I had three young roosters that were hatched out here mid-summer. I haven't had much luck with what hatches here, because they seem to be about seventy-five percent roosters, not good when you have chickens so that you can get eggs!
I have this problem with butchering my chickens, as in "I have never butchered one of them." They get taken by the wild animals, a couple of them have gotten sick or died from old age, but that's it. Kim has urged me to butcher the young roosters, although by now they are too old to use as fryers. They have to be under three months to go in the frying pan, or so he said.
I let him take three young roosters. One of them had been eating eggs, so he definitely had to go. Kim was not allowed to touch Buster, Tiny or Ricky Ricardo. They are all too, too old anyway.
Kim said the meat was very dark, and I should get chickens with white feathers, because the meat is lighter and more appealing to people. Well, these are for me, so I didn't really care. I put two of them in the freezer and took the other one to the house.
Contrary to what Kim said (I am pretty adventurous in the kitchen), I decided to give the whole breast a go in one of my favorite recipes. It's based on a recipe from MOMMYTO2BOYS on www.Allrecipes.com with some slight modifications. If you want to look it up, search on Chicken Breasts in Caper Cream Sauce. Mine is adapted for one whole large bone-in breast, from an older bird. The cooking method has to change a bit to keep the finished product tender. So here goes.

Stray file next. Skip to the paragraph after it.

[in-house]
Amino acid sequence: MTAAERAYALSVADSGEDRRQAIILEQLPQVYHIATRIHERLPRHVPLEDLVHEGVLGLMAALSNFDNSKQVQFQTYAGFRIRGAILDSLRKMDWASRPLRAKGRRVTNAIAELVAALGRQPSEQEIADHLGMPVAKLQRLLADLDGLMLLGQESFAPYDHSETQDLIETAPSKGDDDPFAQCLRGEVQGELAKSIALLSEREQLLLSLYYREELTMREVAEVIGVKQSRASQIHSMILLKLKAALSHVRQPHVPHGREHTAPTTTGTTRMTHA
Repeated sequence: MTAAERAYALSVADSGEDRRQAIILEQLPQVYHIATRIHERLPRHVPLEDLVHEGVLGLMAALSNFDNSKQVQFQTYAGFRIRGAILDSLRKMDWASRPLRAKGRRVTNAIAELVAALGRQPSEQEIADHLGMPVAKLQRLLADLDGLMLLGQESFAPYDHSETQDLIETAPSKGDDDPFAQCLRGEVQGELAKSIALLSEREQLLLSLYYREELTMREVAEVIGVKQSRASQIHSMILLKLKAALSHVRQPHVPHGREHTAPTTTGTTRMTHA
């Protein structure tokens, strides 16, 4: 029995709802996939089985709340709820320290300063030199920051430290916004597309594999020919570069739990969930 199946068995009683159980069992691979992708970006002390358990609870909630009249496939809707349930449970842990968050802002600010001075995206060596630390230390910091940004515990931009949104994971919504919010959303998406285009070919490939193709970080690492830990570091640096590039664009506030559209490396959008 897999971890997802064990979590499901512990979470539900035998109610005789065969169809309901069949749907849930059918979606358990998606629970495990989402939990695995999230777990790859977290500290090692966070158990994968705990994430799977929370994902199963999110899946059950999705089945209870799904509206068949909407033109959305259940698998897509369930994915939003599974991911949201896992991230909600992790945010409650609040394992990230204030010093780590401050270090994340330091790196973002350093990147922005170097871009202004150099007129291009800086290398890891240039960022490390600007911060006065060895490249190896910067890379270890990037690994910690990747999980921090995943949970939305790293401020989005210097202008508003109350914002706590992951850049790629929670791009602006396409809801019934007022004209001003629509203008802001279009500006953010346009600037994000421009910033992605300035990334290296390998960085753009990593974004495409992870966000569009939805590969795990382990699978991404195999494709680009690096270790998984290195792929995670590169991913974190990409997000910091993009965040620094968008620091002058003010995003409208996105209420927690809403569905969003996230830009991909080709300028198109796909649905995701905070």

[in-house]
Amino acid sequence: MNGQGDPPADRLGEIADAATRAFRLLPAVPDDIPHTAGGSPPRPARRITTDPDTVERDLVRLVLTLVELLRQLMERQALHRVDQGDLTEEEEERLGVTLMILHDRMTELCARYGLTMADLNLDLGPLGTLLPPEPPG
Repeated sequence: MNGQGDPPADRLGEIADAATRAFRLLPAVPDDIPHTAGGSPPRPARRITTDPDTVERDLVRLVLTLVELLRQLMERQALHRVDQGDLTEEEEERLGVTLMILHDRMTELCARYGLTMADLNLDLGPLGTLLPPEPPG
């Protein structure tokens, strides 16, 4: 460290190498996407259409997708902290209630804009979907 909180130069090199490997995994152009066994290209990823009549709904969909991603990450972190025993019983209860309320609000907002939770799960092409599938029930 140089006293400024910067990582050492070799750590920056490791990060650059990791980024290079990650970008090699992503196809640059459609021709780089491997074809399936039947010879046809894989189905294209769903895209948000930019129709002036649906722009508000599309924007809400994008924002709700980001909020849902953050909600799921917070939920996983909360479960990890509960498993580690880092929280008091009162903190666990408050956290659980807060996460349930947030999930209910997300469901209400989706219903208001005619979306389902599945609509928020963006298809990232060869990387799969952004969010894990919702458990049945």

Mix 1 tsp. each lemon pepper, salt, dried dill weed and garlic powder until well blended. Dredge a large whole chicken breast, bone in, in the mixture and sauté in 2 tbsp. of butter. Do not overcook. Just cook until the last of the pink is gone. In fact, if there is a tiny bit of pink left, that is all the better, as you are going to set the sautéed breast in a 200º oven while you finish the sauce. It will continue to cook a bit. In the same sauté pan, scrape up the browned bits and add a cup of heavy cream to the pan. Over medium heat, reduce the cream by about half, stirring often. I like to keep simmering until it forms a nice brown sauce. Then add 2 tbsp. of capers, drained. Remove the chicken breast from the oven and cut away from the bone. You will have two nice pieces of breast meat. Now slice each half across the grain into several thin slices and lay the slices back into the pan of sauce. If you see any pink, make sure those get into the sauce first, and give them a minute or so to cook through completely. The trick for getting juicy and tender meat, even from an older bird, is not to overcook.
Place the cooked breast slices on each of two plates and top with sauce. I love cabbage sautéed in coconut oil for a side dish. It is a great and tasty low carb meal.
So what did I do with the rest of the bird? Well, those dark farm raised birds make a magnificent and tasty broth. No need to add any canned stock. I used the broth for vegetable soup, with a few pieces of drumstick meat floating in the broth. Yum! Then I took the remaining meat off the bone, chopped it fine, added finely chopped onion, dill pickle and yellow peppers, topped it all with a generous amount of real mayonnaise and served it on flax meal bread - also very low carb, and very tasty indeed!
I have enough of the chicken salad for at least two more meals. That rooster served me well! Let me know if you try the recipe, and how it turns out for you. Bon appétit.